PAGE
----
LONDON (Reuters) – The British Chambers of Commerce cut its forecast for economic growth this year and 2020 on Monday, blaming a slower global economy, U.S.-China trade tensions and the persistent drag from Brexit.
The BCC, whose members employ about one in five British workers, cut its economic growth forecast for this year to 1.2% from its June forecast of 1.3% and lowered the figure for 2020 to 0.8% from 1.0%.
The BCC’s new 2020 prediction is well below the average 1.1% forecast for next year in a Reuters poll of economists, and would represent the slowest growth since the 2008-09 recession.
The group said its forecasts were based on the assumption that Britain avoids a damaging no-deal Brexit.
“Our latest forecast shows a number of warning lights are flashing for the UK economy, even if we are able to avoid a messy and disorderly exit from the EU in just a few weeks’ time,” BCC director general Adam Marshall said.
Prime Minister Boris Johnson has promised to take Britain out of the EU on Oct. 31, without a transition deal if necessary, but parliament has ordered him to delay Brexit if he cannot negotiate a new deal with Brussels next month.
The world economy is also losing momentum, largely due to an ongoing trade conflict between the United States and China which has hit goods exporters such as Germany especially hard.
Britain’s economy contracted by 0.2% in the three months to June, largely due to a hangover from preparations for the original March 29 Brexit date, but the BCC forecast a small bounce back to 0.3% growth in the current quarter.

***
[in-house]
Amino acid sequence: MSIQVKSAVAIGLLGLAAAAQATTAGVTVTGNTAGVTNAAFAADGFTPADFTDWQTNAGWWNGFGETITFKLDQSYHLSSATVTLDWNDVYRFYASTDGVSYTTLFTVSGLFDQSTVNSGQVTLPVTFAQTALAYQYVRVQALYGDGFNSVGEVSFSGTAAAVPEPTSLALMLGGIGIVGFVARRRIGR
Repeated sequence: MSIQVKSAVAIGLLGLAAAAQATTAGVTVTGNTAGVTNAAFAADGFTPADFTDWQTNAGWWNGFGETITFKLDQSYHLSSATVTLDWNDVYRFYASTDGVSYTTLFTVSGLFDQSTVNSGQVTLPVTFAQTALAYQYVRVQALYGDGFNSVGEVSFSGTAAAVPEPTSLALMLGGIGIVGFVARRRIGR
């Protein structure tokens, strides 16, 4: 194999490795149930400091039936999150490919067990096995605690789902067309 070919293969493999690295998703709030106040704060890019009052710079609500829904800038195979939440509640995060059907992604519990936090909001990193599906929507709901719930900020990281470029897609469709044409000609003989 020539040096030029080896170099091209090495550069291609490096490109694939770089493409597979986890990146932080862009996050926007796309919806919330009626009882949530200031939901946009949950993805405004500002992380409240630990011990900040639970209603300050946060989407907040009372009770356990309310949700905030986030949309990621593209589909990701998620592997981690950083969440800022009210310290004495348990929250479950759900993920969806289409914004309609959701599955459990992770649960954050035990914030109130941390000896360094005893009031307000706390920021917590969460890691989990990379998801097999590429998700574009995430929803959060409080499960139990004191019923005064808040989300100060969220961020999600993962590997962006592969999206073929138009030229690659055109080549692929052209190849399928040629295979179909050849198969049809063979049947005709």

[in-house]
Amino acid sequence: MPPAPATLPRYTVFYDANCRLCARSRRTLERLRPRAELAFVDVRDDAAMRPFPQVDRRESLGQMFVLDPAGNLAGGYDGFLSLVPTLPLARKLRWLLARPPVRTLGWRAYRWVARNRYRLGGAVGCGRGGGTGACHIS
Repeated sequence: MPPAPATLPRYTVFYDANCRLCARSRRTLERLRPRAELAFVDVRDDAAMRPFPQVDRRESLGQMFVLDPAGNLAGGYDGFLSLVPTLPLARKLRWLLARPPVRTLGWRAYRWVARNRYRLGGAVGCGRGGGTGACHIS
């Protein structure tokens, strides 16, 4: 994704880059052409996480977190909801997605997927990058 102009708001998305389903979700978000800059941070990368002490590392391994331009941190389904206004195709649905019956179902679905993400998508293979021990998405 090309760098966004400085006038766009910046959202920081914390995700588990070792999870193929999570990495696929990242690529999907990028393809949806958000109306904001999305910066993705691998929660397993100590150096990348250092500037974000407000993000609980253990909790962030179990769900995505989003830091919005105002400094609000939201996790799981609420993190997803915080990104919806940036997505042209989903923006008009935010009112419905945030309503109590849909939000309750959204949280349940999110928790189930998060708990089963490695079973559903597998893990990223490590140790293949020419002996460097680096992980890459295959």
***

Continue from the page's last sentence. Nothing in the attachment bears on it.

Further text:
Brexit uncertainty was hitting business investment – which was heading for its longest period of full-year declines in 17 years – and gains in productivity, limiting future rises in living standards, BCC economist Suren Thiru said.
The BCC forecast wage growth would average just under 3% over the next couple of years – a slower pace than so far this year – while inflation was seen holding at just over 2%, with Bank of England interest rates not rising until 2021.
Another employers group, the Institute of Directors, said a survey it conducted showed nearly 30% of member companies had or were considering setting up operations outside Britain because of Brexit.
Only 9% had or were considering setting up or moving operations back to Britain, the survey showed.
The survey also showed 51% of firms said a no-deal Brexit would be the worst outcome while 32% said further delay could have a worse impact.
“The idea of leaving the EU without a deal in place is certainly the bigger concern, but the prospect of repeated delays with no clear path forward is far from an appetizing prospect,” Allie Renison, the IoD’s head of trade policy, said.
The IoD survey of 952 companies was conducted between July 1 and 17.
(Reporting by David Milliken; Editing by William Schomberg)